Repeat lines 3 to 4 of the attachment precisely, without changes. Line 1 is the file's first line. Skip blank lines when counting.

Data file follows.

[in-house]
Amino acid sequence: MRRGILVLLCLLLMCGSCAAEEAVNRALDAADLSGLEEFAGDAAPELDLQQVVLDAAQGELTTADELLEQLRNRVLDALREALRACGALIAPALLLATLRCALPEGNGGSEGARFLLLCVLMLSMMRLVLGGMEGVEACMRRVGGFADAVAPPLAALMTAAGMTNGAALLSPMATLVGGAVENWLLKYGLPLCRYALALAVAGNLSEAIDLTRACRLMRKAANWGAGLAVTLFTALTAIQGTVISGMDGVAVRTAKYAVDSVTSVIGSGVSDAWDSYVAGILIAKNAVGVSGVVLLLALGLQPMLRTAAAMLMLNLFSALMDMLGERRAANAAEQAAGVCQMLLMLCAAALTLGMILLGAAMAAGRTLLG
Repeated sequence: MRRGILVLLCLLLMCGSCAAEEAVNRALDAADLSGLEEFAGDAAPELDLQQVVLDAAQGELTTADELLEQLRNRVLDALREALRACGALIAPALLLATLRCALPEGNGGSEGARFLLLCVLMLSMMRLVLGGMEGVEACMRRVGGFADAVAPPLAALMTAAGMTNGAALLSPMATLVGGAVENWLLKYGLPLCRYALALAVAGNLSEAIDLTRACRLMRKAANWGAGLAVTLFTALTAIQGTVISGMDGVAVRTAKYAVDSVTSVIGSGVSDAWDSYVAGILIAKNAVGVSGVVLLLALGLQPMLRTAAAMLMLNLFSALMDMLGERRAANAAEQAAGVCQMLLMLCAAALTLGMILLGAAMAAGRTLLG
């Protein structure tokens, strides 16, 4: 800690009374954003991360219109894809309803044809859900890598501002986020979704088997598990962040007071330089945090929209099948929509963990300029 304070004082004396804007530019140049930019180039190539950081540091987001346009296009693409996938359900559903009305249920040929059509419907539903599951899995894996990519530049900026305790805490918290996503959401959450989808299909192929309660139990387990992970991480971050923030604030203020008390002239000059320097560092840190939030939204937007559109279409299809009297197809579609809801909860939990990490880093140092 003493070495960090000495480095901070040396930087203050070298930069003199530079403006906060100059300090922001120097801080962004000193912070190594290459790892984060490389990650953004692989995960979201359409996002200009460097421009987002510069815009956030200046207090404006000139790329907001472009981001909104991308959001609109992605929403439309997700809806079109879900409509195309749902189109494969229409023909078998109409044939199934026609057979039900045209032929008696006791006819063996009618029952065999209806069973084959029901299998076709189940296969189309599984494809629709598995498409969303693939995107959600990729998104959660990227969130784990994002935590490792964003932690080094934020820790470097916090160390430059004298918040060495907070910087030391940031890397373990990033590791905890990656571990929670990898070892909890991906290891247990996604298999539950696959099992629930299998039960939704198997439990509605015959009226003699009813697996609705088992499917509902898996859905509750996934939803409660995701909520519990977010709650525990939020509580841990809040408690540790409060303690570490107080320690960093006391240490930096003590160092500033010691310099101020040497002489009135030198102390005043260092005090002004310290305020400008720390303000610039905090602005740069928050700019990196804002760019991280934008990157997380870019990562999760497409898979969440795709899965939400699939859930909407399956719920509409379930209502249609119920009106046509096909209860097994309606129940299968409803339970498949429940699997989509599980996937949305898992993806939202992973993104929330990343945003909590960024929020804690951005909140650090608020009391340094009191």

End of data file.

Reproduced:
Repeated sequence: MRRGILVLLCLLLMCGSCAAEEAVNRALDAADLSGLEEFAGDAAPELDLQQVVLDAAQGELTTADELLEQLRNRVLDALREALRACGALIAPALLLATLRCALPEGNGGSEGARFLLLCVLMLSMMRLVLGGMEGVEACMRRVGGFADAVAPPLAALMTAAGMTNGAALLSPMATLVGGAVENWLLKYGLPLCRYALALAVAGNLSEAIDLTRACRLMRKAANWGAGLAVTLFTALTAIQGTVISGMDGVAVRTAKYAVDSVTSVIGSGVSDAWDSYVAGILIAKNAVGVSGVVLLLALGLQPMLRTAAAMLMLNLFSALMDMLGERRAANAAEQAAGVCQMLLMLCAAALTLGMILLGAAMAAGRTLLG
């Protein structure tokens, strides 16, 4: 800690009374954003991360219109894809309803044809859900890598501002986020979704088997598990962040007071330089945090929209099948929509963990300029 304070004082004396804007530019140049930019180039190539950081540091987001346009296009693409996938359900559903009305249920040929059509419907539903599951899995894996990519530049900026305790805490918290996503959401959450989808299909192929309660139990387990992970991480971050923030604030203020008390002239000059320097560092840190939030939204937007559109279409299809009297197809579609809801909860939990990490880093140092 003493070495960090000495480095901070040396930087203050070298930069003199530079403006906060100059300090922001120097801080962004000193912070190594290459790892984060490389990650953004692989995960979201359409996002200009460097421009987002510069815009956030200046207090404006000139790329907001472009981001909104991308959001609109992605929403439309997700809806079109879900409509195309749902189109494969229409023909078998109409044939199934026609057979039900045209032929008696006791006819063996009618029952065999209806069973084959029901299998076709189940296969189309599984494809629709598995498409969303693939995107959600990729998104959660990227969130784990994002935590490792964003932690080094934020820790470097916090160390430059004298918040060495907070910087030391940031890397373990990033590791905890990656571990929670990898070892909890991906290891247990996604298999539950696959099992629930299998039960939704198997439990509605015959009226003699009813697996609705088992499917509902898996859905509750996934939803409660995701909520519990977010709650525990939020509580841990809040408690540790409060303690570490107080320690960093006391240490930096003590160092500033010691310099101020040497002489009135030198102390005043260092005090002004310290305020400008720390303000610039905090602005740069928050700019990196804002760019991280934008990157997380870019990562999760497409898979969440795709899965939400699939859930909407399956719920509409379930209502249609119920009106046509096909209860097994309606129940299968409803339970498949429940699997989509599980996937949305898992993806939202992973993104929330990343945003909590960024929020804690951005909140650090608020009391340094009191």